Phil Barak, Professor
Department of Soil Science
UW-Madison College of Agricultural and Life Sciences
Second life for phosphorus
2:59 – Total Time
0:39 – What is phosphorus
0:28 – Mess in waste water treatment plants
1:01 – Phosphorus recovery potential
1:15 – Phosphorus extracted with process
2:05 – Pilot plant coming on line
2:50 – Lead out
Sevie Kenyon: A second life for phosphorus, we’re visiting today with Phil Barak Department of Soil Science University of Wisconsin-Madison in the College of Agricultural and Life Science, and I’m Sevie Kenyon.
Phil, what is phosphorus?
Phil Barak: Phosphorus is one of those elements that absolutely essential for plant growth, farmers use some of it as fertilizers all across the country and all across the world. Plants can’t grow without it.
Sevie Kenyon: And Phil you’ve encountered a situation with phosphorus, can you describe that for us?
Phil Barak: I found, while I was doing some research at a waste water treatment plant, I found that there were just mammoth streams of phosphorus and nitrogen coming into the waste water treatment plant and that they were really working hard to get this stuff gone. Their problem was that all of this stuff was coming off farm onto the tables, into the sewers, into their waste water treatment plant and it was their business to get rid of it. And it was no end to trouble for them to do that. It would stick in their pipes, go out in their bio-solids, none of it very good.
Sevie Kenyon: Phil what did you discover here that could change that?
Phil Barak: Well, it was a really amazing thing for me to realize that if we were able to remove some phosphorus from the bio-solid, we would make those bio-solids just that much more valuable for agriculture.
Sevie Kenyon: And Phil what is your process do?
Phil Barak: At a very particular and critical part of the waste water treatment plant, at a point where the phosphorus levels are really, really high, we apply a single chemical and we can precipitate out about 80-90 percent of the phosphorus as a calcium phosphate mineral. It rains down out of that water just like snowflakes and it collects at the bottom of the tub, and we can pick that up and collect it, and recycle it to agriculture. The beautiful part is that we’re able to take this phosphorus fertilizer out and put it wherever it’s needed and whenever it’s needed. So if we are sending it out of the water shed, that is just absolutely perfect. Instead of being sent out with great gobs of water and carbon and all this other bio-solid stuff, we are now sending it out as a form that is almost 35-40 percent phosphorous.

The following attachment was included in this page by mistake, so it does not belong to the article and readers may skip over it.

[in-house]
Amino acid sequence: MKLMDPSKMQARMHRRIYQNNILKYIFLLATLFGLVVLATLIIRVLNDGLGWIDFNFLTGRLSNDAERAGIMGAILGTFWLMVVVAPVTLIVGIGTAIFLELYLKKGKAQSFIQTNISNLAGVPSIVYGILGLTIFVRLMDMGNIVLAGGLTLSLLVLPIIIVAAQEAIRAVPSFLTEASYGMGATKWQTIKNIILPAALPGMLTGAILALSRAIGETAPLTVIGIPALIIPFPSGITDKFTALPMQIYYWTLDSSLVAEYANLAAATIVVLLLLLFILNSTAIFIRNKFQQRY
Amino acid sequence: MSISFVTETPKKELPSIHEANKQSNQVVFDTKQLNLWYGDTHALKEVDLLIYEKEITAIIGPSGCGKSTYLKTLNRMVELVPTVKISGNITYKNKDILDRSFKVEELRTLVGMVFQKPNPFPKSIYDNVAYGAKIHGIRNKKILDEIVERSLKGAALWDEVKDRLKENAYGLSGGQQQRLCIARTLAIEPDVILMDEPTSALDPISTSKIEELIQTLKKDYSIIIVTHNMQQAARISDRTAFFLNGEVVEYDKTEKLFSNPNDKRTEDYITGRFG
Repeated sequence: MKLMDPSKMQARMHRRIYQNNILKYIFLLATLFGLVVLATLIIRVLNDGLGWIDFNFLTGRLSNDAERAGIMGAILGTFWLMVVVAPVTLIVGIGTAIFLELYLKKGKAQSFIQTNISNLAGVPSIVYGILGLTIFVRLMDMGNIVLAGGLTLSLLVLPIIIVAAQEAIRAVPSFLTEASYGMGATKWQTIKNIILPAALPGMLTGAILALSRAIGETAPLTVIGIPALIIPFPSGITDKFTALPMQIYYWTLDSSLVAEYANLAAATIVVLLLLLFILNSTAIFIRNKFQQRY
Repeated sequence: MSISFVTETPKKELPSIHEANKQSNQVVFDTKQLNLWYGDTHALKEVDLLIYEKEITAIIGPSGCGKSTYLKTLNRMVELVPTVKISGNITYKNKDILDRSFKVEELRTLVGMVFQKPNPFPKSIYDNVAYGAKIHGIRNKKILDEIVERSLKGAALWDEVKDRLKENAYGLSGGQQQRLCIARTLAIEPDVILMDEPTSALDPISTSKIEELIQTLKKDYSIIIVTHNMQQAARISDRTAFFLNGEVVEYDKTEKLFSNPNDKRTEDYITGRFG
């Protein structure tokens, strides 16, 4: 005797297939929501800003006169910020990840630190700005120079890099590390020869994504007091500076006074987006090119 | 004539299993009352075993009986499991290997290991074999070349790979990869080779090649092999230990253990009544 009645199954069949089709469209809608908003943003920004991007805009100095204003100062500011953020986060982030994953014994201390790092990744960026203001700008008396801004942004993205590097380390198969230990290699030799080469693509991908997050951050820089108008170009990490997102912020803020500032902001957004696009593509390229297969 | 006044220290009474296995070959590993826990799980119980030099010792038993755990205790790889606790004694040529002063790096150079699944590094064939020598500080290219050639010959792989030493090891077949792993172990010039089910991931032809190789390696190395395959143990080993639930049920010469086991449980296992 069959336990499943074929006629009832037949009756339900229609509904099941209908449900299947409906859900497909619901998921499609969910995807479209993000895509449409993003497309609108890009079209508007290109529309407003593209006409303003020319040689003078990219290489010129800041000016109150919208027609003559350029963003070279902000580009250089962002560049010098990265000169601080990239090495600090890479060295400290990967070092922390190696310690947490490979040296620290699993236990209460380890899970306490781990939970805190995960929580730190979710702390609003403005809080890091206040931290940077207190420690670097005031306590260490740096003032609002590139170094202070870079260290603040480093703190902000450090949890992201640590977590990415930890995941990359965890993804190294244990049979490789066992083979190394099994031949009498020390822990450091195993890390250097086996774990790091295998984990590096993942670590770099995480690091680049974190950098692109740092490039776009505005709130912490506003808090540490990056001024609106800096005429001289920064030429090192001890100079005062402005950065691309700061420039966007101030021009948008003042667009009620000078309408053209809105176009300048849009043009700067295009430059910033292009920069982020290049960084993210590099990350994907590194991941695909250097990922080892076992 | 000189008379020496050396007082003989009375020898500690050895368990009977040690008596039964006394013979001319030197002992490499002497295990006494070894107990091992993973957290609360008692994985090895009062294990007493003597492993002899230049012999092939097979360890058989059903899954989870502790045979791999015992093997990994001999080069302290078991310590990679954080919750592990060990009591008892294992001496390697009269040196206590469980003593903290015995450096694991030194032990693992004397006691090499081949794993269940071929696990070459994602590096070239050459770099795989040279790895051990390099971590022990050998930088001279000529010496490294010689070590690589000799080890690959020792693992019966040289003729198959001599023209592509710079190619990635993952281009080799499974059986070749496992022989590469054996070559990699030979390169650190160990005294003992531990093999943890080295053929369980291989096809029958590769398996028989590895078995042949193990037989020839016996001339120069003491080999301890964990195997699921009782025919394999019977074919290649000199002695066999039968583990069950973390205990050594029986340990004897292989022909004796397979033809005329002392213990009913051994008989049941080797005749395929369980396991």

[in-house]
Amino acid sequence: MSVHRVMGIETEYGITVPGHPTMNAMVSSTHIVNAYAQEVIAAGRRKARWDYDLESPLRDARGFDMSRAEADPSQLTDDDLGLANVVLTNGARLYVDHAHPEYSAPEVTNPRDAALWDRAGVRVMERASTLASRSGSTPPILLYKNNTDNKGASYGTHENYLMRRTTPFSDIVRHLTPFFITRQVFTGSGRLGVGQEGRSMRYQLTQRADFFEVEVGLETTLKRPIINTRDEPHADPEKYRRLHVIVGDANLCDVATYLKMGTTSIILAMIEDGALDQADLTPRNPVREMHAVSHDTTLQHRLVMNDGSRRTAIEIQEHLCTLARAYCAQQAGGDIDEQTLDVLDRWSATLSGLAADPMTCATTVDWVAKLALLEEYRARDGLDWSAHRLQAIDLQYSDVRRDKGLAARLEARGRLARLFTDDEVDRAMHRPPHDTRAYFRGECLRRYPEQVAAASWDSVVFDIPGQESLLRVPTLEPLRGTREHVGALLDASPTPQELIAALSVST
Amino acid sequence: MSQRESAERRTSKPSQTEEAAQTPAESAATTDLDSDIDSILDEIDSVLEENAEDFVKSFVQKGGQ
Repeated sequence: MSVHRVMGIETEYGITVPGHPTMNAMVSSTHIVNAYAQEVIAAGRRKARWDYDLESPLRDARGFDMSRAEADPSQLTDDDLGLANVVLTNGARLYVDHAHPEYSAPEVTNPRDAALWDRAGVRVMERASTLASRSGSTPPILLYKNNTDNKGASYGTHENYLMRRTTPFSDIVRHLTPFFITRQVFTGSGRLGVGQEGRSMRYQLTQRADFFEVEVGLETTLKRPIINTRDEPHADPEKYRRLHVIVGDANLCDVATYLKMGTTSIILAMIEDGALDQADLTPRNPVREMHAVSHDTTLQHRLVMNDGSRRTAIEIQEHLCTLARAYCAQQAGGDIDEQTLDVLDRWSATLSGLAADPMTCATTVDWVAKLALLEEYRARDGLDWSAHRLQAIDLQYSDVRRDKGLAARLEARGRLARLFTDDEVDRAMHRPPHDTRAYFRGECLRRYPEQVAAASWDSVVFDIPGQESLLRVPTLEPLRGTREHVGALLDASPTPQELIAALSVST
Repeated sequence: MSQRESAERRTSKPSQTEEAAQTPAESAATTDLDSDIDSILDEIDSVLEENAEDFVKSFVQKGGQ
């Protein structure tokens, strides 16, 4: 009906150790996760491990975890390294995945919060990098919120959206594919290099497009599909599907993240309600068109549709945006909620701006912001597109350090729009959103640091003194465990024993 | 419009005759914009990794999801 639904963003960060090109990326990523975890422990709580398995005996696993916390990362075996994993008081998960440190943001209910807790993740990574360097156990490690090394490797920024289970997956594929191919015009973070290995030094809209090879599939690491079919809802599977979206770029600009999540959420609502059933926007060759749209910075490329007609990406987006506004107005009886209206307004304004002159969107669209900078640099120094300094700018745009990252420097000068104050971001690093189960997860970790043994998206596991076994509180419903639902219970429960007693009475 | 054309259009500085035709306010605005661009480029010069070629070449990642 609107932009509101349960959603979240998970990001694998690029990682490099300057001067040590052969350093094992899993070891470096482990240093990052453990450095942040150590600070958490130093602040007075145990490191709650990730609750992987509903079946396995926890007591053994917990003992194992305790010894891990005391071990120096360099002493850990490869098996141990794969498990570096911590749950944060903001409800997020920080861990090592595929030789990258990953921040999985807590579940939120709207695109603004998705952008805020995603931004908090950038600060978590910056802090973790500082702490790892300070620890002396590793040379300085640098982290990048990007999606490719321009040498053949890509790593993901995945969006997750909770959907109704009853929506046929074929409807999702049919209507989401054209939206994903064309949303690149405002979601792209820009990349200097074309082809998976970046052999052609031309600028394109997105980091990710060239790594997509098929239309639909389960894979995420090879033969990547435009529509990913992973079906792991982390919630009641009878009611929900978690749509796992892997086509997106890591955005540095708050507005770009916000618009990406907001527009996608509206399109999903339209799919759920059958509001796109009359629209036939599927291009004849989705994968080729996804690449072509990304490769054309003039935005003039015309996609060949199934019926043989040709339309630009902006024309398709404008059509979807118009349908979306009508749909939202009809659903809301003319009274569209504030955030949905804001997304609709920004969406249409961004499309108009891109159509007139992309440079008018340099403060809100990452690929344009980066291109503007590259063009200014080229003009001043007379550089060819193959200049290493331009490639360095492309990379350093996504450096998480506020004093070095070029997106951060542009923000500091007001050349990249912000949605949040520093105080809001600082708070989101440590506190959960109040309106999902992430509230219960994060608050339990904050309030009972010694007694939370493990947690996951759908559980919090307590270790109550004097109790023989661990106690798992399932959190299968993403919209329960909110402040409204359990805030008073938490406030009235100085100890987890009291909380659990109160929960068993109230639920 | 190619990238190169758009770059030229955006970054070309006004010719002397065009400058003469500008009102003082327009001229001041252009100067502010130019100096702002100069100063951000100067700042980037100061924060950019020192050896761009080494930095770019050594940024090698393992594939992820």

Sevie Kenyon: Phil, tell us a little bit about the future and what you are going to do with this process.
Phil Barak: Well right now we are planning to install our very first pilot plant. It will be profitable from two different directions. Number 1, it will collect a phosphorus mineral that can be recycled into agriculture and it has a value no less than the phosphorus fertilizers today. Because instead of mining virgin materials for phosphorus, here we are recovering phosphorus that has already seen life once in the city and putting it back on the farm where it belongs. The other part of it is, is that the waste water treatment plants have a great deal of difficulty with that phosphorus forming precipitates inside their plant, and so they have very high maintenance costs trying to deal with the phosphorus. And the third part of it is, of course, if we remove it from the bio-solids, that means the bio-solids are improved and can be spread more extensively and closer to the plants.
Sevie Kenyon: We’ve been visiting with Phil Barak Department of Soil Science University of Wisconsin-Madison in the College of Agricultural and Life Science, and I’m Sevie Kenyon.
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